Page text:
The concordant and synchronized oscillation of the central clock with the various peripheral tissue clocks is thought to optimally coordinate an organism's metabolism (Bass and Takahashi, 2010), supporting its health and fitness (Nedeltcheva and Scheer, 2014; Roenneberg and Merrow, 2016; Scheer et al., 2009). The desynchronization of the central and peripheral clocks can occur as a result of modern life, as seen in individuals exposed to light-emitting diode (LED) light at night (Hatori et al., 2017) and those undertaking shift work (Kecklund and Axelsson, 2016; Knutsson, 2003; Pan et al., 2011). The aberrant circadian signals in today's environment pose a particular challenge to elderly people who, as we discuss below, exhibit progressively less robust circadian rhythms.
Circadian clock function in ageing and in age-related disease
Healthy ageing in humans is often linked to changes in the sleep-wake cycle. Typically, older individuals nap more often during the day (Buysse et al., 1992) and experience shallower night-time sleep with more arousals, which disrupt non-rapid eye movement sleep in particular (Dijk et al., 2001). The relative timings (phase relationships) of sleep and of other circadian oscillations, such as body temperature, also change with age (Yoon et al., 2003), likely indicating differences in entrainment communication between various clocks. Data from experimental organisms, such as Drosophila (Chen et al., 2014) and mouse (Nakamura et al., 2011), indicate that communication between clock neurons, and between clock neurons and their output pathways, fails earlier than does the circadian cycling of the molecular components of the clock. While in vitro (Kunieda et al., 2006) and in vivo (Wyse and Coogan, 2010) models of ageing indicate that the molecular clock might also be impaired in aged cells and organisms, the extent to which this contributes to circadian changes in elderly humans (Münch et al., 2005; Schmidt et al., 2012) is unclear. For this reason, model organisms that carry clock gene mutations that abolish molecular rhythmicity, such as mutations in Bmal1 in mice (Bunger et al., 2000; Laposky et al., 2005) or in period (per0) in flies (Konopka and Benzer, 1971), might not be the optimal models in which to study age-related circadian deficits.
Less robust circadian signalling with age might underpin age-related sleep deficits, which might, in turn, directly injure the brain (Kondratova and Kondratov, 2012). For example, chronic ‘jet lag’ in rodents causes deficits in hippocampal neurogenesis (Rakai et al., 2014) and cognition (Kott et al., 2012), and in long-haul aircrew, jet lag has been linked to reduced hippocampal volume (Cho, 2001). The damage to the hippocampus has been likened to accelerated ageing, likely mediated by astrogliosis and increased production of reactive oxygen species (Ali et al., 2015; Musiek et al., 2013). Such age-related stressors could explain at least some of the increasing incidence of neurodegenerative disease in the elderly.
The neurodegenerative disease we focus on in this review is AD, which is characterized histologically by the dual pathologies of extracellular neuritic (amyloid β, Aβ) plaques (Braak and Braak, 1994) and intraneuronal neurofibrillary tangles (see Table 1 and Glossary, Box 1) (Braak et al., 1994). These pathological features have been replicated to some extent in vertebrate and invertebrate model organisms (Drummond and Wisniewski, 2017; Moloney et al., 2010b). Genetic linkage studies in familial AD (Goate et al., 1991; Rogaev et al., 1995; Sherrington et al., 1995) and whole-genome studies of the more common, sporadic form of AD (Jonsson et al., 2012) indicate that the increased production of aggregation-prone Aβ peptides, the main component of plaques (Glenner and Wong, 1984; Masters et al., 1985a,b), might initiate the disease. In addition, genome-wide association studies have implicated a wider range of biological functions that likely contribute to risk of AD, in particular innate immunity and inflammation (Cuyvers and Sleegers, 2016; Guerreiro et al., 2013; Jonsson et al., 2013; Lambert et al., 2013; Singleton and Hardy, 2016).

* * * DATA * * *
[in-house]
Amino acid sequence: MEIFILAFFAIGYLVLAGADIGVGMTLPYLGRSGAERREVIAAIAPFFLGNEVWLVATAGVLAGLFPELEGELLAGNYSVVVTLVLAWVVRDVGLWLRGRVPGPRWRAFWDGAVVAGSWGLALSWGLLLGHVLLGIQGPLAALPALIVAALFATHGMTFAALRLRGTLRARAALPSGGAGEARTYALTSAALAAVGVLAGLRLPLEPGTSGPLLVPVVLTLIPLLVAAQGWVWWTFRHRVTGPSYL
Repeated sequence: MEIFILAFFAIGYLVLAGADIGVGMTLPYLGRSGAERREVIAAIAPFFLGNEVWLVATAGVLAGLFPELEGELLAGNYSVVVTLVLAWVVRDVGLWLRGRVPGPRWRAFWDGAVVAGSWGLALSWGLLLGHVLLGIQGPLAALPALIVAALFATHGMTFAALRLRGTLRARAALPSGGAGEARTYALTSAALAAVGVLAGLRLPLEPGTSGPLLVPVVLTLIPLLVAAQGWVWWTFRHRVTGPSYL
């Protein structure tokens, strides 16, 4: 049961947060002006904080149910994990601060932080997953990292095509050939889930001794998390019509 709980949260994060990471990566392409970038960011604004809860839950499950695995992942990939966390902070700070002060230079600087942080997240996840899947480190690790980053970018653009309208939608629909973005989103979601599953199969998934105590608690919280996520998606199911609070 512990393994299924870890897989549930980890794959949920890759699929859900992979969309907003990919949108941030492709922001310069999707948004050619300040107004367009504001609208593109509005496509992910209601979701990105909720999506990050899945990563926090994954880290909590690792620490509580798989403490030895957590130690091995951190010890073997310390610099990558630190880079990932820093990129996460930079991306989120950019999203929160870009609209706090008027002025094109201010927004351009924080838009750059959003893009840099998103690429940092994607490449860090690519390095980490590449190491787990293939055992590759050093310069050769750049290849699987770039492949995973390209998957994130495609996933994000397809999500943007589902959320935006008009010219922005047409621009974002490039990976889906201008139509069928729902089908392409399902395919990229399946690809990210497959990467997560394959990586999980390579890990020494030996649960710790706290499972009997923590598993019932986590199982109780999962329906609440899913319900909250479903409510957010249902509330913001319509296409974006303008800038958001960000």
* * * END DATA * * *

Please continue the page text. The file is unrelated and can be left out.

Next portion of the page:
Memory deficits are a cardinal symptom of AD. However, many individuals with AD experience an earlier symptom (prodrome) characterized by disrupted sleep; this likely explains the strong link between ever taking benzodiazepine sleeping medication and risk of dementia (Billioti de Gage et al., 2014). In established AD, the main sleep abnormalities resemble an exaggerated form of the sleep changes that occur during healthy ageing. The main features include increased night-time wakefulness, caused by increased sleep latency and reduced sleep consolidation (the duration of uninterrupted sleep episodes), reduced slow-wave sleep and increased day-time naps (Bonanni et al., 2005; Musiek et al., 2015). Additionally, individuals with moderate and advanced AD may exhibit ‘sundowning’, where agitation is more marked in the late afternoon (Bedrosian and Nelson, 2013; Volicer et al., 2001). Circadian disturbance is also evident in the daily rhythms of activity and core body temperature. Individuals with AD typically show two abnormalities: first, there is less differentiation between day and night and second, the oscillations are phase shifted so that peaks in both body temperature and activity occur later in the day as compared to healthy controls (Harper et al., 2001; Satlin et al., 1995; Tranah et al., 2011; Volicer et al., 2001). By contrast, men with frontotemporal dementia exhibit activity oscillations that are phase advanced as compared to AD (Harper et al., 2001).